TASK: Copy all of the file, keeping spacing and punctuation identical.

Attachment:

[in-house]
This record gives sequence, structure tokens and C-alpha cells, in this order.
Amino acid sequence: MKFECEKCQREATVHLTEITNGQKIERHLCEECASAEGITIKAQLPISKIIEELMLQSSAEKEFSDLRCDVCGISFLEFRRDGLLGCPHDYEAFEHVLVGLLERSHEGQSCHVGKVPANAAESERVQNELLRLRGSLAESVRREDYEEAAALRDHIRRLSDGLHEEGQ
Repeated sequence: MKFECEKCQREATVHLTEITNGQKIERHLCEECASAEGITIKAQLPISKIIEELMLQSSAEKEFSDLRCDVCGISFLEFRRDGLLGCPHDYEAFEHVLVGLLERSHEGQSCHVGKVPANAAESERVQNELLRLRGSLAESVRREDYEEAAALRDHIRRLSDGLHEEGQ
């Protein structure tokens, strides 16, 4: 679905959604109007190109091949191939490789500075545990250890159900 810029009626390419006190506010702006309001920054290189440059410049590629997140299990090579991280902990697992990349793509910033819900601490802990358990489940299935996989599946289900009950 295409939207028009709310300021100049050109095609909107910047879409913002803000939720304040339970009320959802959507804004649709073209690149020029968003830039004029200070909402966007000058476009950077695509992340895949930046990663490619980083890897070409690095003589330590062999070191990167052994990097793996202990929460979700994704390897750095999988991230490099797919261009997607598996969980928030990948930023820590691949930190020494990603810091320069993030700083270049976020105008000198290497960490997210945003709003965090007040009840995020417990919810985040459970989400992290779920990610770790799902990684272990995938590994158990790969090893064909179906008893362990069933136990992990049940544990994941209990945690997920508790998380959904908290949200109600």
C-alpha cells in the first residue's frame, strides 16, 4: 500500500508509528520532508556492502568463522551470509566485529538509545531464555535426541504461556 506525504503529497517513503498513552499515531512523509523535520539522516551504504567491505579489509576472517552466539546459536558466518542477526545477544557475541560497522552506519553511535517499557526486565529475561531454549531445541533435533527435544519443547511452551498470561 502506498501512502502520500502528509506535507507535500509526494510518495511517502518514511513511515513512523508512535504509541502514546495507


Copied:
[in-house]
This record gives sequence, structure tokens and C-alpha cells, in this order.
Amino acid sequence: MKFECEKCQREATVHLTEITNGQKIERHLCEECASAEGITIKAQLPISKIIEELMLQSSAEKEFSDLRCDVCGISFLEFRRDGLLGCPHDYEAFEHVLVGLLERSHEGQSCHVGKVPANAAESERVQNELLRLRGSLAESVRREDYEEAAALRDHIRRLSDGLHEEGQ
Repeated sequence: MKFECEKCQREATVHLTEITNGQKIERHLCEECASAEGITIKAQLPISKIIEELMLQSSAEKEFSDLRCDVCGISFLEFRRDGLLGCPHDYEAFEHVLVGLLERSHEGQSCHVGKVPANAAESERVQNELLRLRGSLAESVRREDYEEAAALRDHIRRLSDGLHEEGQ
């Protein structure tokens, strides 16, 4: 679905959604109007190109091949191939490789500075545990250890159900 810029009626390419006190506010702006309001920054290189440059410049590629997140299990090579991280902990697992990349793509910033819900601490802990358990489940299935996989599946289900009950 295409939207028009709310300021100049050109095609909107910047879409913002803000939720304040339970009320959802959507804004649709073209690149020029968003830039004029200070909402966007000058476009950077695509992340895949930046990663490619980083890897070409690095003589330590062999070191990167052994990097793996202990929460979700994704390897750095999988991230490099797919261009997607598996969980928030990948930023820590691949930190020494990603810091320069993030700083270049976020105008000198290497960490997210945003709003965090007040009840995020417990919810985040459970989400992290779920990610770790799902990684272990995938590994158990790969090893064909179906008893362990069933136990992990049940544990994941209990945690997920508790998380959904908290949200109600």
C-alpha cells in the first residue's frame, strides 16, 4: 500500500508509528520532508556492502568463522551470509566485529538509545531464555535426541504461556 506525504503529497517513503498513552499515531512523509523535520539522516551504504567491505579489509576472517552466539546459536558466518542477526545477544557475541560497522552506519553511535517499557526486565529475561531454549531445541533435533527435544519443547511452551498470561 502506498501512502502520500502528509506535507507535500509526494510518495511517502518514511513511515513512523508512535504509541502514546495507